Here’s how the two EV trucks’ known specs compare. Note that Chevrolet’s data on the Silverado is incomplete and most specs refer to its high-level, limited-release RST First Edition.
Range and Recharging
Squeezing the most range possible out of a single recharge is almost always an EV buyer’s priority. Range becomes even more of a priority with workhorse vehicles like EV pickup trucks. Towing or hauling a heavy load of cargo in the bed both cut sharply into range.
Rivian estimates that towing a full load (especially one with poor aerodynamics) cuts R1T’s range in half. A real-world MotorTrend test proved the 50% estimate surprisingly accurate. This highlights how important the long per-charge range is for a pickup used for towing.
The Rivian R1T’s initial release versions come with a battery providing a 316-mile EPA estimated range. The company plans a more affordable 260-mile battery option and an extended-range R1T achieving 400 miles per charge. Putting on 20-inch or 22-inch wheels instead of the standard 21-inchers cuts range by anywhere from 5% to 15%.
Chevy says the Silverado EV’s range is 400 miles based on its estimates (with official EPA figures not yet published). This distance is a maximum figure for the premium RST First Edition trim equipped with the longest-range battery available.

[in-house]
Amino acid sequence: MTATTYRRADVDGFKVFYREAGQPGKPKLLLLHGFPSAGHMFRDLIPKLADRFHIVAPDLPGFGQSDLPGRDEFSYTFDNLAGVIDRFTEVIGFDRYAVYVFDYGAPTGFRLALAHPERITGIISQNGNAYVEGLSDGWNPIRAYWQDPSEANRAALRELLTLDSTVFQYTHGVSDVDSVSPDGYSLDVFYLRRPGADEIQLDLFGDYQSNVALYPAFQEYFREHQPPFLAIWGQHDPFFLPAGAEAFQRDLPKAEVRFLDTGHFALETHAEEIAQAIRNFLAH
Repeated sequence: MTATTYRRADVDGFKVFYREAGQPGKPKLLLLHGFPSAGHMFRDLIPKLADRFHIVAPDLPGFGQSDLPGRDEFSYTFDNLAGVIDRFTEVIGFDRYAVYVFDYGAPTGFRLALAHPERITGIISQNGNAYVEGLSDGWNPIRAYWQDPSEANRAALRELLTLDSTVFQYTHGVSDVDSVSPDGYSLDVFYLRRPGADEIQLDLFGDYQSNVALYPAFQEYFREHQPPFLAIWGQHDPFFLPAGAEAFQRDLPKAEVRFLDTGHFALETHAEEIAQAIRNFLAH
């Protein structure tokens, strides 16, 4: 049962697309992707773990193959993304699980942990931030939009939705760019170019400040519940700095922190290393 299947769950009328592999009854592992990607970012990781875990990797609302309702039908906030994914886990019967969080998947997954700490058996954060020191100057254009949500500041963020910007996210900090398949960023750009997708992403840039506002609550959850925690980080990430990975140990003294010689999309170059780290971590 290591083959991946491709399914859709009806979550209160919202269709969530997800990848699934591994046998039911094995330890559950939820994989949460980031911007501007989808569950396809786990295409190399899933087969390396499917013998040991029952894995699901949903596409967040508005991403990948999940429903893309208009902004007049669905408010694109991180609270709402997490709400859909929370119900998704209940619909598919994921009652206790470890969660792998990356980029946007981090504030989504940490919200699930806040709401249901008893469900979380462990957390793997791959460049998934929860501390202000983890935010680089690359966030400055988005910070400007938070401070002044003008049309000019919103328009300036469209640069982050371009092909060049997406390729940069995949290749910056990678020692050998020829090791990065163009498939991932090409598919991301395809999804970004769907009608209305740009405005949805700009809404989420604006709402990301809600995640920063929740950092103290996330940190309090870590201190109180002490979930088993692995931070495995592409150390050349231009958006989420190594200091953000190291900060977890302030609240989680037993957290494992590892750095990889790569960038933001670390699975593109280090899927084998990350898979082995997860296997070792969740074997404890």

Since it’s an exact match to the R1T’s expected top range, it’s also likely more affordable trims with smaller batteries will fall into the 250-to-320-mile range. Neither Chevrolet nor Rivian give 80% charging times for their EV pickups.
Instead, Chevy says the Silverado gains 100 miles of range in 10 minutes from a Level 3 DC fast charger. A Level 3 charger pumps 140 miles back into a Rivian R1T in 20 minutes. The Silverado clearly charges faster.
Since charging isn’t linear, InsideEVs experimented to find out how long an R1T really takes to charge from 10% to 80%. The test charge took 42 minutes, so the Silverado’s 80% recharge is probably under 35 minutes.
The Silverado RST First Edition EV has plenty of power on tap, thanks to its torque-generating electric motors. It accelerates from 0-60 mph in just a hair less than 4.5 seconds while in Wide Open Watts or WOW mode. While in this enhanced performance mode, the Silverado develops 754 horsepower and 785 ft-lbs of torque.
These specs have increased from figures released by Chevrolet earlier in 2022, indicating development and tuning of the design continue. Wide Open Watts provides a short surge of extra power, mostly for rapid acceleration. Chevy says the Silverado offers dexterous, sporty driving, unlike traditional pickups. If the design lives up to this promise, the Silverado EV might be more of a muscle truck or sports truck than a standard workhorse.